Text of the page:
by Staff


By Nina McDermott

Hello, My name is Nina McDermott and I am a new practitioner here at Asian Healing Traditions. I help people transform and heal by working with energy. I work with various tools; Reiki, visualization, sound, vibration, tarot and through teaching the practice of meditation. Today I would like to share with you a bit about meditation.

When I was in my 20’s I saw a documentary about a meditation technique that was experimentally taught in one of India’s most violent prisons. This meditation technique is called Vipassana, and the teaching happens in a 10 day silent retreat. It was both terrifying and exciting to consider going to a retreat, as I had never meditated even once in my life, but I couldn’t help the strong desire to experience the transformations I witnessed in this documentary. I knew I must push fear aside and try it for myself so I signed up.

Those 10 days, meditating for 14 hours a day, were more difficult and rewarding then I could have imagined. I wouldn't suggest this introduction for everyone, but am eternally grateful for that first course which set me up for a life filled with meditation. I completed 3 more of these Vipassana courses (as taught by S.N. Goenka) but have studied and practiced many forms of mediation in the 30+ years since I first saw that film.

When I ask clients struggling with issues such as anxiety, trouble sleeping, or overactive thinking, whether they’ve tried meditation, I often hear the same kinds of responses,

“I’ve tried but I’m not sure I’m doing it right.”

“It doesn’t work for me”

“I don’t think I can do it”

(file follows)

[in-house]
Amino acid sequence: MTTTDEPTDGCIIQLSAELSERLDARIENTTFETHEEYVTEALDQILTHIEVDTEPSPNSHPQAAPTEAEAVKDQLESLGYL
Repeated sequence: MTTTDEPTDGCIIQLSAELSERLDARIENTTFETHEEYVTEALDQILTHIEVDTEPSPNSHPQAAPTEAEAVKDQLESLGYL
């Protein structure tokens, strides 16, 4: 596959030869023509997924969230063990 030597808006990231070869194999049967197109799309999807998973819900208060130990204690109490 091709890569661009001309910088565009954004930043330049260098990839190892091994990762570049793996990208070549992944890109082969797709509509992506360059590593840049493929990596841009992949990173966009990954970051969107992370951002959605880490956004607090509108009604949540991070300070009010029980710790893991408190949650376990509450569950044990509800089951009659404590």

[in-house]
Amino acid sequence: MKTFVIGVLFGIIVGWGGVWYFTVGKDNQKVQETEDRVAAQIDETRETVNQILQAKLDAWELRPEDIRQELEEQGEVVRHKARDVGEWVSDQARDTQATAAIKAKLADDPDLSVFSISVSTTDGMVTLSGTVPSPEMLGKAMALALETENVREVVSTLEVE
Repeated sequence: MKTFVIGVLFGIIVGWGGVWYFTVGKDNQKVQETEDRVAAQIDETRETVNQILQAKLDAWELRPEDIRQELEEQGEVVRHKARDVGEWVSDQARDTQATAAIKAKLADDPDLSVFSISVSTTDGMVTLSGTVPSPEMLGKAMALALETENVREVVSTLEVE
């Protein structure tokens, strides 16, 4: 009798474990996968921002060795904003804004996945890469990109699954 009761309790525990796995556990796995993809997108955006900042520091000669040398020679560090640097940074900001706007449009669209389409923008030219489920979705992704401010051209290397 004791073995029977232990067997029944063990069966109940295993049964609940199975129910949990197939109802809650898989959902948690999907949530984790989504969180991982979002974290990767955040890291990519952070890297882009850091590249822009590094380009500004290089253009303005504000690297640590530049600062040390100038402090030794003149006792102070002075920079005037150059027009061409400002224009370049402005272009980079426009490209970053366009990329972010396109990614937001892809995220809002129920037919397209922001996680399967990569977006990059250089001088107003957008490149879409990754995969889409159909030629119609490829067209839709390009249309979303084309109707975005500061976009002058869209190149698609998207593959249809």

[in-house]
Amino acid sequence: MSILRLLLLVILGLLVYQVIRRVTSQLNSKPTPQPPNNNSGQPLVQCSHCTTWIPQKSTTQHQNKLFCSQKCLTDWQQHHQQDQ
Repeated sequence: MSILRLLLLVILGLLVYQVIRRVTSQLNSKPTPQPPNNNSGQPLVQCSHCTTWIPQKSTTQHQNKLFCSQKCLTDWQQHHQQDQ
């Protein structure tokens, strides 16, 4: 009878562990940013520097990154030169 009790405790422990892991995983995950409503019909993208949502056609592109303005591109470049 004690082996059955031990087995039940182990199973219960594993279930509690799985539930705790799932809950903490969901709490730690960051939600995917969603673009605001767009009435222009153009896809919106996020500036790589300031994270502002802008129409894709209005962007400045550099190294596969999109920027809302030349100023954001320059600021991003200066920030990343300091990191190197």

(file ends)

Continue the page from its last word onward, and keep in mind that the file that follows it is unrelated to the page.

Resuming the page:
Often it seems like they feel guilt because they think meditation is something they “should” be doing. Without an understanding of how or why it's difficult to make a true connection to this form of healing.

I believe the biggest misconception is that meditation itself is a state of peace and calm. That's a high bar for the beginning mediator. Ideally, when you are able to sit quietly in stillness, there is the opportunity for your body/mind to relax, but often the mind will race and distract. You’ll be thinking about what to have for dinner or a song you just heard or your mind will become impatient and anxious, thinking only of when you’ll be done. The body will try to distract you as well, offering up feelings of discomfort and pain.

Meditation is like working out. It’s hard and you have to fight and push to train so that you are strong, not only during the meditation but AFTER. When you work hard in your meditation, the reward is the state of mind you experience as a result.

I will be teaching a 45 min meditation class for ALL those who want to joyfully explore meditation. It is designed to introduce the experience of turning inward and quieting the mind to the novice or as a practice space for the more experienced. Because it has been my experience that true meditation is a state of awareness that can be practiced in so many wonderful ways, we will explore ways to build the muscles of meditation by quietly sitting and in guided practices. There will be time for questions and sharing. Come join me in this no-judgment environment to learn, explore and share the benefits of true self care!

For those who feel that a class environment is too overwhelming, I am also available for private instruction.